I would push for testing, but trialing medications in the summer can be a good thing. It takes away the pressure of having to perform in school and you can see what they are truly doing. Some medications, like mood stabilizers, take time to get to the therapeutic level and must be at that level for six weeks to know if they will work.

    Go with your instincts. Many of us have found that we made the biggest mistakes by going along with something our gut screamed was wrong wrong wrong.

    i will say that we medicated on the second visit with the psychiatrist with Wiz, but he was trully climbing the walls in her office during the appointment. psychiatrists do not do real therapy, talk therapy that is, the way the tradition image suggests. You know that freudian image of the doctor sitting htere while you lay on a couch talking, that is not done by psychiatrists anymore. tdocs do that, psychiatrists rx medications. So thinking about what you want from the psychiatrist is important, as is knowing what they typically are set up to do.

    My mother did NOT think that Wiz should be on medications, esp stims. We went to visit her and he had medications before she was really around him in the morning. One day we went to bfast at a diner and I gave him his concerta (a stimulant) as we sat down and got water to drink. By the time food came he was a different kid. It was such a drastic change that it changed her tune in a huge way. It was also the first step in getting my bro diagnosis'd and on medications. He was never on stims as he is a recovering alcoholic, but strattera has made a giant difference in his life.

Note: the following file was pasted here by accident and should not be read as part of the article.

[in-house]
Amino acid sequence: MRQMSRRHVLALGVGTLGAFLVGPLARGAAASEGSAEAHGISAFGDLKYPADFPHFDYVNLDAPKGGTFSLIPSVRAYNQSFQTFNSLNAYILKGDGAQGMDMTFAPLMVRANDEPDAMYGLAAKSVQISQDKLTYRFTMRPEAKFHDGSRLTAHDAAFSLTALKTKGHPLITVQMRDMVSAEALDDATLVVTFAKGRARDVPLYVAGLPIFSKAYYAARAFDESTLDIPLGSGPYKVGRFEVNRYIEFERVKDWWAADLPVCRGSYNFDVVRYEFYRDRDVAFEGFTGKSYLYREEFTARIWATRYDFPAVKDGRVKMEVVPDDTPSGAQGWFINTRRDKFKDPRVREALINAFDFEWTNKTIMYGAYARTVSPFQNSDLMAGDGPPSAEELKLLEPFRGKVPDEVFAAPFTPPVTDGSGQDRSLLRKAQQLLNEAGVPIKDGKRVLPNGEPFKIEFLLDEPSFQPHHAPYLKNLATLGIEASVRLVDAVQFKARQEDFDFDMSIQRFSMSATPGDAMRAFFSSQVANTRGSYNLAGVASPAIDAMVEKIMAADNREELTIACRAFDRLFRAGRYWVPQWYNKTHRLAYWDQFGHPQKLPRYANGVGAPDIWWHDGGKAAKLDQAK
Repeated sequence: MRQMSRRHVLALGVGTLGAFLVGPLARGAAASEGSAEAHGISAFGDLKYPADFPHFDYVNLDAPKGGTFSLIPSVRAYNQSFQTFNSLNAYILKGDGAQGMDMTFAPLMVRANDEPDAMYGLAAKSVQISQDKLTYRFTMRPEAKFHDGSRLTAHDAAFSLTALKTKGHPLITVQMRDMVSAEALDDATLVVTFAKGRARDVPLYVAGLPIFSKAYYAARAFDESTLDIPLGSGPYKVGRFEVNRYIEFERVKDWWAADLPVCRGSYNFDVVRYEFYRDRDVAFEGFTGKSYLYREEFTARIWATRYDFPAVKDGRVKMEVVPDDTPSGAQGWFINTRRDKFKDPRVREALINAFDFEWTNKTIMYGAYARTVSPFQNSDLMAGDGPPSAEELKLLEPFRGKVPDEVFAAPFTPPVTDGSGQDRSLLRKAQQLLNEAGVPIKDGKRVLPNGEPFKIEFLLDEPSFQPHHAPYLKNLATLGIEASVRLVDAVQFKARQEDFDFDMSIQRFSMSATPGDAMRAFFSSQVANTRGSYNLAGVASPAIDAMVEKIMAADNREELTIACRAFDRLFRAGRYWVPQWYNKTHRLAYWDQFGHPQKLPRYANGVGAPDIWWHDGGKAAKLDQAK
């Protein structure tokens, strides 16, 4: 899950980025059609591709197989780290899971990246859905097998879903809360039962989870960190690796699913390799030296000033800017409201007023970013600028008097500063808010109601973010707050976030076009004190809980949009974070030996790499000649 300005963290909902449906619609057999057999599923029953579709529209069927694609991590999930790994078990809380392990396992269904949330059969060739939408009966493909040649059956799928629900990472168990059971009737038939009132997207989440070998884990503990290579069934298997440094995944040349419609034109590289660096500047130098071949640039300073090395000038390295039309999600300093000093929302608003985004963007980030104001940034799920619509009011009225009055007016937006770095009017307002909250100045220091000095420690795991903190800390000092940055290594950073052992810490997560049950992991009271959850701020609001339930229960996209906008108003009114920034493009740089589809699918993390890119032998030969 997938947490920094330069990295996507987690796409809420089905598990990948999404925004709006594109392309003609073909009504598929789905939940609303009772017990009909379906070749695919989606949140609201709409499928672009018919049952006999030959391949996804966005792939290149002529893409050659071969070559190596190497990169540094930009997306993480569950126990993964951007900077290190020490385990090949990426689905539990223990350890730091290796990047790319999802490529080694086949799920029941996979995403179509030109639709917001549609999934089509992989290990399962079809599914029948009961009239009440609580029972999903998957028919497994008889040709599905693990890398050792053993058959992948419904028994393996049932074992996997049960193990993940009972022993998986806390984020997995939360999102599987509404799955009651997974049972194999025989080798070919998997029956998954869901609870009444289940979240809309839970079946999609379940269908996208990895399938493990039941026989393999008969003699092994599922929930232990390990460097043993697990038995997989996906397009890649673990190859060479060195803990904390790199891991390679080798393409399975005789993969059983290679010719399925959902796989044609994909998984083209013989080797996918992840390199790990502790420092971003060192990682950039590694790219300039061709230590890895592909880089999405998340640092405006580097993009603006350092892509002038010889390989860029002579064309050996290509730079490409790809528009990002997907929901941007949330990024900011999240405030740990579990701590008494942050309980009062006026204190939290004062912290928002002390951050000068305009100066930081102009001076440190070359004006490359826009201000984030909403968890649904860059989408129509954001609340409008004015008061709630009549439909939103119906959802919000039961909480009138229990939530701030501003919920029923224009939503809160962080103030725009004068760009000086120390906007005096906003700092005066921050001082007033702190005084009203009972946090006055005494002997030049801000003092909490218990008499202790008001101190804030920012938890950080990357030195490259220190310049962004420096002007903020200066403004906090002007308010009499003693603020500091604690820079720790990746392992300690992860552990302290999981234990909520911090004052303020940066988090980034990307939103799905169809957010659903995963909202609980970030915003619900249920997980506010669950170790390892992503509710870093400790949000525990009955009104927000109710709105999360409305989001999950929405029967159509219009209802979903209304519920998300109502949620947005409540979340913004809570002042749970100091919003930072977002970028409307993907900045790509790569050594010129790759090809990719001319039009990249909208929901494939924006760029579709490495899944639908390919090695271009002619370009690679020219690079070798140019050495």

8. ready2run

    ready2run New Member

    we had our difficult child medicated on his second visit as well. during the time we were waiting for the doctor difficult child totally destroyed his office, and yes i did try to stop him but he was screaming and trying to bite me so i let him go. i tried everything to get him to come play with me and wait. when the doctor came in difficult child picked up a magazine and asked the doctor if it was his. doctor said yes and difficult child laughed and ripped it in half. the doctor said "ok, the child is clearly disturbed." at that point he was also banned from attending school and was making all our lives miserable. he was 5. now that he is 6 and had been medicated for the last year i just had a months taste of his unmedicated self and i have to say i have no regrets about medicating him and he has now undergone a number of tests because of an irregular heartbeat and tonight we put him back on his medications at the insistance of his psychiatrist, his pediatrition and another doctor we saw for a second opinion. i must say it is a releif that he is going to change back from his current monster mode to his medicated trouble making mode where yes he is still difficult but he is not attacking people and threatening to kill people.